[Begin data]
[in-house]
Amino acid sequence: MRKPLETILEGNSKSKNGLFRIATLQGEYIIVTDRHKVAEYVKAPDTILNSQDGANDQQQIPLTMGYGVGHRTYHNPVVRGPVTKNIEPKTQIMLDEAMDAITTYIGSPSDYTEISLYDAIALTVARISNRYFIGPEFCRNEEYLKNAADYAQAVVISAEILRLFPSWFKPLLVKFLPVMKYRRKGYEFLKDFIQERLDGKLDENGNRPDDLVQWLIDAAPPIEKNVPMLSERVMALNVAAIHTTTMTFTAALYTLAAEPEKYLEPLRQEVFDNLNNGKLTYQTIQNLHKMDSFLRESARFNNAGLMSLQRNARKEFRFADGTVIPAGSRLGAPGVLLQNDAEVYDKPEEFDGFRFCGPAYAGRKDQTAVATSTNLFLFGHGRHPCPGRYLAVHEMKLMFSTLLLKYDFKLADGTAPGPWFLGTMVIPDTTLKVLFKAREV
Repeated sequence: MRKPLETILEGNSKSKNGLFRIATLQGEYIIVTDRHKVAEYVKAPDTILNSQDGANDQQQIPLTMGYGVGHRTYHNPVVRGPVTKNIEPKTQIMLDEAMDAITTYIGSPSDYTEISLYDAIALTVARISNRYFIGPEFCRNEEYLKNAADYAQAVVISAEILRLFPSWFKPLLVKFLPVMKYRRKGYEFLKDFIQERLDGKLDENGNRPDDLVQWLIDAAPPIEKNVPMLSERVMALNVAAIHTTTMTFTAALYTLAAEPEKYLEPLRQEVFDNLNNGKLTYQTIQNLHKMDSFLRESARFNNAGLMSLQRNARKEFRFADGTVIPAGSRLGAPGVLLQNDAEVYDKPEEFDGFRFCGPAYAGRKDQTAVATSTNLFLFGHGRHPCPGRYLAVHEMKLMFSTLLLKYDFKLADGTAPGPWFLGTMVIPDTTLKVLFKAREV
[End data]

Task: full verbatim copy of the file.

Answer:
[in-house]
Amino acid sequence: MRKPLETILEGNSKSKNGLFRIATLQGEYIIVTDRHKVAEYVKAPDTILNSQDGANDQQQIPLTMGYGVGHRTYHNPVVRGPVTKNIEPKTQIMLDEAMDAITTYIGSPSDYTEISLYDAIALTVARISNRYFIGPEFCRNEEYLKNAADYAQAVVISAEILRLFPSWFKPLLVKFLPVMKYRRKGYEFLKDFIQERLDGKLDENGNRPDDLVQWLIDAAPPIEKNVPMLSERVMALNVAAIHTTTMTFTAALYTLAAEPEKYLEPLRQEVFDNLNNGKLTYQTIQNLHKMDSFLRESARFNNAGLMSLQRNARKEFRFADGTVIPAGSRLGAPGVLLQNDAEVYDKPEEFDGFRFCGPAYAGRKDQTAVATSTNLFLFGHGRHPCPGRYLAVHEMKLMFSTLLLKYDFKLADGTAPGPWFLGTMVIPDTTLKVLFKAREV
Repeated sequence: MRKPLETILEGNSKSKNGLFRIATLQGEYIIVTDRHKVAEYVKAPDTILNSQDGANDQQQIPLTMGYGVGHRTYHNPVVRGPVTKNIEPKTQIMLDEAMDAITTYIGSPSDYTEISLYDAIALTVARISNRYFIGPEFCRNEEYLKNAADYAQAVVISAEILRLFPSWFKPLLVKFLPVMKYRRKGYEFLKDFIQERLDGKLDENGNRPDDLVQWLIDAAPPIEKNVPMLSERVMALNVAAIHTTTMTFTAALYTLAAEPEKYLEPLRQEVFDNLNNGKLTYQTIQNLHKMDSFLRESARFNNAGLMSLQRNARKEFRFADGTVIPAGSRLGAPGVLLQNDAEVYDKPEEFDGFRFCGPAYAGRKDQTAVATSTNLFLFGHGRHPCPGRYLAVHEMKLMFSTLLLKYDFKLADGTAPGPWFLGTMVIPDTTLKVLFKAREV